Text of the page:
Thy Maker is thy Husband

The 18th-century poem on union with Christ that became George Whitefield’s favorite metaphor. /

Of light and life, of grace and glore,
In Christ thou art partaker,
Rejoice in him for evermore,
Thy husband is thy maker.

He made thee, yea, made thee his bride,
Nor heeds thine ugly patch;
To what he made he'll still abide,
Thy husband made the match.

He made all, yea, he made all thine,
All to thee shall be giv'n.
Who can thy kingdom undermine?
Thy husband made the heav'n.

What earthly thing can thee annoy?
He made the earth to be;
The waters cannot thee destroy,
Thy husband made the sea.

Don't fear the flaming element
Thee hurt with burning ire,
Or that the scorching heat torment
Thy husband made the fire.

Infectious streams shall ne'er destroy,
While he is pleased to spare;
Thou shalt thy vital breath enjoy,
Thy husband made the air.

The sun that guides the golden day,
The moon that rules the night,
The starry frame, the milky way,
Thy husband made for light.

The bird that wings its airy path,
The fish that cuts the flood,
The creeping crowd that swarms beneath,
Thy husband made for good.

The grazing herd, the beasts of prey,
The creatures great and small,
For thy behoof their tribute pay;
Thy husband made them all.

Thine's Paul, Apollos, life and death,
Things present, things to be;
And ev'ry thing that being hath,
Thy husband made for thee.

In Tophet, where the damn'd resort,
Thy soul shall never dwell,
Nor needs from thence imagine hurt;
Thy husband formed hell.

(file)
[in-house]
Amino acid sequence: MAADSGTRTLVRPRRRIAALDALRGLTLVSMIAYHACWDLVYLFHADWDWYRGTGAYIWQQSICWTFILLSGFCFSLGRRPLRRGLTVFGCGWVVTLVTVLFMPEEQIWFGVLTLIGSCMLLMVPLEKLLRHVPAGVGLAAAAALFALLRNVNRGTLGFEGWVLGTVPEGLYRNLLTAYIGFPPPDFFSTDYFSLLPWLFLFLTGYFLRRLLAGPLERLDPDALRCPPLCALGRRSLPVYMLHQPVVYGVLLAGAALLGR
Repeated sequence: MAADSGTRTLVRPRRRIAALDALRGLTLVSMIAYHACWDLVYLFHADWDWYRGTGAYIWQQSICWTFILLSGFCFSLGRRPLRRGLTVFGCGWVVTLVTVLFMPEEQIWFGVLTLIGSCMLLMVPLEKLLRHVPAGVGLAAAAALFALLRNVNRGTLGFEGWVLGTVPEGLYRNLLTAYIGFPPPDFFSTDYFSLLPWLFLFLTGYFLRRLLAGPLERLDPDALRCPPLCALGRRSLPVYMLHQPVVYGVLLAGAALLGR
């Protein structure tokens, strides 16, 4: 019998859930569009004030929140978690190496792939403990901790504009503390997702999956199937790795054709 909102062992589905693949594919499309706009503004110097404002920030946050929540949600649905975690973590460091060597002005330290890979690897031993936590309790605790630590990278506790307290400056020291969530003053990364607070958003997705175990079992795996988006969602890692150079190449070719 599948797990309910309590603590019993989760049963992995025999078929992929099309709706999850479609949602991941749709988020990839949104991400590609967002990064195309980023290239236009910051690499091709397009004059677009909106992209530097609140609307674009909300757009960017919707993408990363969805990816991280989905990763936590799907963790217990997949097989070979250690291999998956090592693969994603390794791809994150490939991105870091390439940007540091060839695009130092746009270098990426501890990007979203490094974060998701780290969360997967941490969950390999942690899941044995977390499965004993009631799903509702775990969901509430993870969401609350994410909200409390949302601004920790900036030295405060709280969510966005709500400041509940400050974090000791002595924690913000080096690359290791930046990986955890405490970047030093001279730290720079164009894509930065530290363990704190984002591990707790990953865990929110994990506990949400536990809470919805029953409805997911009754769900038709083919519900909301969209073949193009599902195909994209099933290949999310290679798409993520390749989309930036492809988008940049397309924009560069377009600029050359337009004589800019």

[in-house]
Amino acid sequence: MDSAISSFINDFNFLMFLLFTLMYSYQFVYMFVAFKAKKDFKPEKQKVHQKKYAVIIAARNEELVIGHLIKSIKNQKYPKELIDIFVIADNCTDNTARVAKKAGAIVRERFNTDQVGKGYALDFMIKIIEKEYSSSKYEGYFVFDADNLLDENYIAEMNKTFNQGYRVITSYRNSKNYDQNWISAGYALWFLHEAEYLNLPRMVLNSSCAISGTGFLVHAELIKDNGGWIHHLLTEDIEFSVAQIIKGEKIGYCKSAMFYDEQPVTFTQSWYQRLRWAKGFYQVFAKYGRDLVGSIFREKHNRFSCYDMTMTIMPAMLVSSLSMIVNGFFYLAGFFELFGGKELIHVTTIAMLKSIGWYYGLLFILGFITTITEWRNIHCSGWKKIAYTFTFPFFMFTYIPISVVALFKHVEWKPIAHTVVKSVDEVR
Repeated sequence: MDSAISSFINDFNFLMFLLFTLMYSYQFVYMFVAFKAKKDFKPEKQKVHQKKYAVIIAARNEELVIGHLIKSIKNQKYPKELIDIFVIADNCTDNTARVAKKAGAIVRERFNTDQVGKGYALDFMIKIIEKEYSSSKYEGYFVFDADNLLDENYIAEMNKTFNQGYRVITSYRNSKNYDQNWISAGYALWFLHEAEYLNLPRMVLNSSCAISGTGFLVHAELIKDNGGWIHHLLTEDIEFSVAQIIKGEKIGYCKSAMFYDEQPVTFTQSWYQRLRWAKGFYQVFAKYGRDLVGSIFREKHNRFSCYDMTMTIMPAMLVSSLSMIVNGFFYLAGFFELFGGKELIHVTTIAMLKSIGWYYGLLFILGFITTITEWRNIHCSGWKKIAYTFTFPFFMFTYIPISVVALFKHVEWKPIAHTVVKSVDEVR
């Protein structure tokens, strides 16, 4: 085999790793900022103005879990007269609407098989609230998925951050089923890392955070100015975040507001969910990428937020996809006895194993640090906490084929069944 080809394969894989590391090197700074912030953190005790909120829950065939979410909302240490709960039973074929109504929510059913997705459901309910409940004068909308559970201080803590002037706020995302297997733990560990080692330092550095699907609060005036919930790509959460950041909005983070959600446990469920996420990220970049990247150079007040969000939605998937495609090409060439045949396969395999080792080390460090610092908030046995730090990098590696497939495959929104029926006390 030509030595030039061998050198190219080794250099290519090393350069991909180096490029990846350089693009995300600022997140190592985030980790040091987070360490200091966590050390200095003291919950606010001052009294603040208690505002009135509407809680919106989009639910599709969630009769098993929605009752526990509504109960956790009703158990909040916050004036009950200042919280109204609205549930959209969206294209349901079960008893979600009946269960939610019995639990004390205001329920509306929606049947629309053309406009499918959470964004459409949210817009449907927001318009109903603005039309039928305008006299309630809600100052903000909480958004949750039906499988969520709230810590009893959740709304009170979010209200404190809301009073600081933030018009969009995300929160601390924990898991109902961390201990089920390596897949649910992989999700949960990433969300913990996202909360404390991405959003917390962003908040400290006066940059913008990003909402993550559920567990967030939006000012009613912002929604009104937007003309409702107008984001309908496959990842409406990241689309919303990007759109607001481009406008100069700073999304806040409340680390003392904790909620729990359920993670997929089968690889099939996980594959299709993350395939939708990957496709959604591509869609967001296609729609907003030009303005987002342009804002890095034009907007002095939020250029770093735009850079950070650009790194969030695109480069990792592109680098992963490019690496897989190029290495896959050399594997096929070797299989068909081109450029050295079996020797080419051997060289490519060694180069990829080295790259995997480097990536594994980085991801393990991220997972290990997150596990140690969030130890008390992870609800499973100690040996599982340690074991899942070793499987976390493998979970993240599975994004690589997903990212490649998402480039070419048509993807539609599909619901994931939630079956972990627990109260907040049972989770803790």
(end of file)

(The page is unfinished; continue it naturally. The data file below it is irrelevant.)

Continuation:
Satan with instruments of his
May rage, yet dread no evil;
So far as he a creature is,
Thy husband made the devil.

His black temptations may afflict,
His fiery darts annoy;
But all his works, and hellish tricks,
Thy husband will destroy.

Let armies strong of earthly gods
Combine with hellish ghosts,
They live or languish, at his nods
Thy husband's Lord of hosts.

What can thee hurt? whom dost thou fear?
All things are at his call.
Thy maker is thy husband dear,
Thy husband's all in all.

What dost thou seek? What dost thou want?
He'll thy desires fulfil;
He gave himself, what won't he grant?
Thy husband's at thy will.

The more thou dost of him desire,
The more he loves to give:
High let thy mounting aims aspire,
Thy husband gives thee leave.

The less thou seek'st, the less thou dost
His bounty set on high;
But highest seekers here do most
Thy husband glorify.

Would'st thou have grace? Well; but 'tis meet
He should more glory gain.
Wouldst thou have Father, Son, and Sp'rit?
Thy husband says AMEN.

He'll kindly act the lib'ral God,
Devising lib'ral things:
With royal gifts his subjects load;
Thy husband's King of kings.

No earthly monarch has such store
as thou hast ev'n in hand
But, O how infinitely more
Thy husband gives on band;

Thou hast indeed the better part,
The part will fail thee never:
Thy husband's hand, thy husband's heart,
Thy husband's all for ever.

Ralph Erskine was an 18th-century Scottish revivalist pastor. This is the 10th and final sonnet on the topic of “The Believer’s Jointure” in The Poetical Works of the Reverend and Learned Ralph Erskine . . .

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Also in this Issue

Issue 16 / February 19, 2015
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  2. Are Butterflies a New Creation After All?

    Their metamorphosis has inspired spiritual metaphors and biological debate for centuries. /

  3. George Whitefield, Divine Matchmaker

    The revivalist preached, ‘Come and be married to Christ’—and sparked the Great Awakening. /

  4. If C.S. Lewis Met E.T.

    Scientists and theologians on the possibility of extraterrestrial life. /

  5. Wonder on the Web

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